History and Memory: For Akiko and Takashige

A film by Rea Tajiri

1991 | 32 minutes | Color/BW | DVD | Order No. 99286


Groundbreaking and haunting, this film is a poetic composition of recorded history and non-recorded memory. Filmmaker Rea Tajiri’s family was among the 120,000 Japanese and Japanese Americans who were imprisoned in internment camps after the attack on Pearl Harbor. And like so many who were in the camps, Tajiri’s family wrapped their memories of that experience in a shroud of silence and forgetting.

Ruminating on the difficult nature of representing the past – especially a past that exists outside traditional historic accounts – Tajiri blends interviews, memorabilia, a pilgrimage to the camp where her mother was interned, and the story of her father, who had been drafted pre-Pearl Harbor and returned to find his family’s house removed from its site.
Throughout, she surveys the impact of images (real images, desired images made real, and unrealized dream images). The film draws from a variety of sources: Hollywood spectacle, government propaganda, newsreels, memories of the living, and sprits of the dead, as well as Tajiri’s own intuitions of a place she has never visited, but of which she has a memory. More than simply calling attention to the gaps in the story of the Japanese American internment, this important film raises questions about collective history – questions that prompt Tajiri to daringly re-imagine and re-create what has been stolen and what has been lost.


“Tajiri approaches her subject like a poet. She weaves together images and allows them to enrich one another in skewed and subtle ways as their resonances slowly emerge.”

Caryn James New York Times

“A dense work of found and reconstructed images, a cathartic reworking again and again of history.”

Marita Sturken Video History Project

“Tajiri's film ultimately becomes a visual memorial of internment that refuses to consolidate cultural trauma into a coherent historical narrative but that instead bears witness to the trauma of exclusive citizenship and national identity.”

Theresa A. Kulbaga The Ohio State University

“Argues powerfully for no less than new ways of knowing and remembering.”

Marina Heung New Directions for Women

“Much documentary work has concentrated on getting the story straight…HISTORY AND MEMORY attempts to see how distortion and story combine to share our recollections.”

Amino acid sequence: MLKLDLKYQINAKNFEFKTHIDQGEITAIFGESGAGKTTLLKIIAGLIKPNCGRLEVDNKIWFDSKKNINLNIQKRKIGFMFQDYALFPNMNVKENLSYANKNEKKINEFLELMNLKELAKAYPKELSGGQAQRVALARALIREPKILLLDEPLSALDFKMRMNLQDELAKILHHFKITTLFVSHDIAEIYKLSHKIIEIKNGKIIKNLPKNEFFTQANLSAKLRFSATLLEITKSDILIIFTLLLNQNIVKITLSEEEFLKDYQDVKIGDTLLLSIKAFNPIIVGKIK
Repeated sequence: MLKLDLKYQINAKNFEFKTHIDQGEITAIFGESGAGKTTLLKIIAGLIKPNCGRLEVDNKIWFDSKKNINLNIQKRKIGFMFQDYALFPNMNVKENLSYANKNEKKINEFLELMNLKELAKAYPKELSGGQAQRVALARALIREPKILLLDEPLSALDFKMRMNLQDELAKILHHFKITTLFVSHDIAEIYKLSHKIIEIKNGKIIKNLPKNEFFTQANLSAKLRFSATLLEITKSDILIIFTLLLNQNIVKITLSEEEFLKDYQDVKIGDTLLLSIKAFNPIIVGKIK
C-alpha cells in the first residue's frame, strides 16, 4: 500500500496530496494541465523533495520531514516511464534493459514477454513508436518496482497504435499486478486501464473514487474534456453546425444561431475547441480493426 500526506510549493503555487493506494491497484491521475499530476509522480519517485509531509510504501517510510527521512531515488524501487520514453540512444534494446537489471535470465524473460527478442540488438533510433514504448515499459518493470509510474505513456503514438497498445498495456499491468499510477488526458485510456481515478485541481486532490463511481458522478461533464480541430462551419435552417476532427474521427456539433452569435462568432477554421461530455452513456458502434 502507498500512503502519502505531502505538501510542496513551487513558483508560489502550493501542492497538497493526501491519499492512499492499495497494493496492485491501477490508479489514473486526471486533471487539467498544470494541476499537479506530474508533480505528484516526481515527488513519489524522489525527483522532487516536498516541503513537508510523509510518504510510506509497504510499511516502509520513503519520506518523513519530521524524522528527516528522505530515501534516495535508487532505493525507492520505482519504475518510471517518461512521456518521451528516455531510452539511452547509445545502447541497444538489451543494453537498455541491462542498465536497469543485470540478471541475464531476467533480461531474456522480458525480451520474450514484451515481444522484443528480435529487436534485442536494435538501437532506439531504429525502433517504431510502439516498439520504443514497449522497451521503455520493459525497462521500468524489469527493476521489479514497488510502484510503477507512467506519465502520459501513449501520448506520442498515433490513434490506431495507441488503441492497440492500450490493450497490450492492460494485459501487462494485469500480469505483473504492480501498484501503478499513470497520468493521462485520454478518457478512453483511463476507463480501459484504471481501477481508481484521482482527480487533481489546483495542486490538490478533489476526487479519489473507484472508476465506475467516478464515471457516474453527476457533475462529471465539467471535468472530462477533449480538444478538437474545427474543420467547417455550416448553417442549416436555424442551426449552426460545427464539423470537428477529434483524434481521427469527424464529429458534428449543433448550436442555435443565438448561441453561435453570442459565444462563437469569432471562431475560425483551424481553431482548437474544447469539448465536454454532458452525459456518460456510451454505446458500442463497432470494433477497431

Kathleen Hulser American Historical Review

“A beautiful and moving autobiographical film…HISTORY AND MEMORY leads to rich discussions about just that, history and memory.”

Asian Educational Media Service

“One of the highest artistic achievements in any medium ever made by an Asian American.”

Brian Hu AsiaPacific Arts


  • Flaherty Film Seminar
  • New York Asian American Int'l FF
  • Whitney Museum of American Art, Biennial
  • Yamagata Festival, Japan


Rea Tajiri

Rea Tajiri is a New York based filmmaker and educator who has written and directed an eclectic body of dramatic, experimental and documentary films currently in commercial and educational distribution. As of Fall 2008, Tajiri will be teaching as an Associate Professor at Temple University in the Film Media Arts Department.

Tajiri was born in Chicago, Illinois where her parents resettled after her father served in the 442nd regiment during WWII. She earned her BFA and MFA degree from the California Institute of the Arts where she studied studio art. Upon graduation, Tajiri began working in video art, having two early works included in the Whitney Biennials of 1989 and 1991. One of these early works, History and Memory went on to receive the Distinguished Achievement Award from the International Documentary Association and a Special Jury Award from the San Francisco International Film Festival. This documentary short has screened in over 250 venues around the world. After completing this film, Tajiri, developed an interest in the history of social movements and was approached by civil rights organizer Pat Saunders to co-produce a film on the life of Harlem human rights activist Yuri Kochiyama. They received a production grant from the PBS series “P.O.V.” to complete the film entitled: Passion for Justice. After completion of this documentary, Tajiri directed her debut dramatic feature film Strawberry Fields, produced by Open City Films and ITVS. Strawberry Fields received its European premiere at the Venice International Film Festival and won the Grand Prix at the Fukuoka Asian Film Festival. The film received theatrical release through Phaedra Cinema and is currently available on DVD on Netflix through Vanguard Cinema. Tajiri has received fellowships for her work from the Rockefeller Foundation, NEA Visual Arts, and the New York Foundation for the Arts. In 2004, she received a two-month residency at the MacDowell Colony. Since 1989, Tajiri has had an ongoing collaboration with choreographer Kate Foley designing video set projections for her dance concerts. Foley choreographed dance set pieces for Tajiri’s short films Aloha and Little Murders and appears in Tajiri’s video Hitchcock Trilogy.

Tajiri has been a visiting filmmaker at numerous universities and colleges across the country including Hampshire College, University of Colorado Boulder, School of the Art Institute of Chicago, University of California Santa Barbara, Georgetown University, Smith College, Brown University and was a Visiting Professor at Temple University and School of the Museum of Fine Arts, Boston. Currently, she is in development on a new dramatic fiction project entitled Venus’ Celestial Beauty and completing post-production on an experimental short entitled; Bridge. (8/14)

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